They allege that postal voting opens up the possibility of voter fraud.

There's no evidence of this — with one exception: the far-right North Carolina Republican Mark Harris, whose victory was invalidated when he admitted that he'd won thanks to fraudulent postal votes.

In more candid moments, Republicans admit that the reason they dislike postal ballots is that they increase turnout, and that when everyone gets a vote, Republicans lose elections.

Georgia House Speaker David Ralston said that increased turnout "will be extremely devastating to Republicans and conservatives."–regional-govt–politics/ralston-says-his-concern-that-mail-vote-hurts-gop-about-fraud/xFLO67sQd34eiFKu1yqWuM/

And, of course, Trump (master of saying the quiet part out loud), said that if you allowed every eligible voter to vote, "you'd never have a Republican elected in this country again."

"Job creators" are job annihilators (permalink)

Most of the world's rich countries handled the economic crisis of pandemic by paying workers' wages if employers would keep them on the payroll, so that when the crisis passes they can go back to work. But not in the USA.

In the US, workers get a $1200 check (which may take months to arrive), while businesses get loans that they are supposed to use to keep workers on the payroll. But they don't have to. Many aren't.

The "job creators" are now job annihilators, especially the "small business owners" who actually own large chains and exploit loopholes to get millions, and are lobbying for relaxation of the loan conditions so they can use them to pay their bills.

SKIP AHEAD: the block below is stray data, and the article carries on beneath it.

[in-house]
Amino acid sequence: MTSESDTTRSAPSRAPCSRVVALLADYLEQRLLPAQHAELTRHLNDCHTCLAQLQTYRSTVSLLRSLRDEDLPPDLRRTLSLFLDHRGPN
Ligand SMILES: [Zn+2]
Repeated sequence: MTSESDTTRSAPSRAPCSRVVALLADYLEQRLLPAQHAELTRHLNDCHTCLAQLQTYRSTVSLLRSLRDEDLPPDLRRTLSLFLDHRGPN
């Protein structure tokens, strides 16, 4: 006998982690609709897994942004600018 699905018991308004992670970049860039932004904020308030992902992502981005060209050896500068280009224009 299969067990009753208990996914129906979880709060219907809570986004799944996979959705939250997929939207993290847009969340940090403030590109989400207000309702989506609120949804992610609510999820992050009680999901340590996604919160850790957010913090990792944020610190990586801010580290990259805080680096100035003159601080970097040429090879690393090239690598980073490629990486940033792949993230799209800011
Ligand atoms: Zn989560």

"Bob has bills. He needs to pay those bills, like the ones from his suppliers. As for all those workers he laid off? Fuck their bills…" -Jim White

"It just never enters Bob’s little mind that he could take these funds, which he wouldn’t have to repay, and use them to pay those workers he laid off, even if they can’t work right now." -Jim White

As I wrote in Walkaway: "A 'job creator' is someone who figures out how to threaten you with starvation unless you do something you don’t want to do."

(Image: badlyricpolice, CC BY-SA)

Snowden warns of permanent pandemic surveillance (permalink)

"Shelter in Place" is a new show on Vice TV. In its inaugural episode, Edward Snowden warns that pandemic is providing cover for governments to create "the architecture of oppression."

Snowden warns that the surveillance and authoritarian controls enacted to control the pandemic will not be temporary, but rather, will endure long after the crisis (just as the Patriot Act's "temporary" measures are still in place decades later).

And that this will exacerbate the world's "slide into a less liberal and less free world." The datasets and measures put in place to control the virus will be used to control people, constituting "the architecture of oppression."

He is skeptical of the idea that authoritarianism has been proven effective in the time of pandemic, noting that China expelled independent western press corps, leaving us to rely on internal Chinese sources for evidence of whether pandemic controls are working in China.

And adds that the advent of a global pandemic is no surprise: it's been a commonplace among epidemiologists that we would face a crisis like this (he says that he's seen intelligence reports on the matter). But our political classes chose to ignore those warnings.